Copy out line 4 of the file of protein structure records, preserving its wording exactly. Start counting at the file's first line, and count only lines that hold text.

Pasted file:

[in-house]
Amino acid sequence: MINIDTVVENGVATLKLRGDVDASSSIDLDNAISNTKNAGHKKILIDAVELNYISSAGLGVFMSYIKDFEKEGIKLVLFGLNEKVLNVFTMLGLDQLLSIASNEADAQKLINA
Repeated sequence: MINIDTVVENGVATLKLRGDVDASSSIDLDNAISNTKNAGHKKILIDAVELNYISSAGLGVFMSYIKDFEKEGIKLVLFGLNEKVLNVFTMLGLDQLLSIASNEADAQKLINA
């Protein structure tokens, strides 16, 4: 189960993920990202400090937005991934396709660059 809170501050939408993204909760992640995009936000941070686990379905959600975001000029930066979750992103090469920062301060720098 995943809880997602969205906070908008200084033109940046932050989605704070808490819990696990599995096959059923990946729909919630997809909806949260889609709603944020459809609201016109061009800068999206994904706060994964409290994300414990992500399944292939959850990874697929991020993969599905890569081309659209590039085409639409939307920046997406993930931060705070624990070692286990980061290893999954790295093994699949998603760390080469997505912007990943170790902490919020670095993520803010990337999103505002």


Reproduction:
């Protein structure tokens, strides 16, 4: 189960993920990202400090937005991934396709660059 809170501050939408993204909760992640995009936000941070686990379905959600975001000029930066979750992103090469920062301060720098 995943809880997602969205906070908008200084033109940046932050989605704070808490819990696990599995096959059923990946729909919630997809909806949260889609709603944020459809609201016109061009800068999206994904706060994964409290994300414990992500399944292939959850990874697929991020993969599905890569081309659209590039085409639409939307920046997406993930931060705070624990070692286990980061290893999954790295093994699949998603760390080469997505912007990943170790902490919020670095993520803010990337999103505002």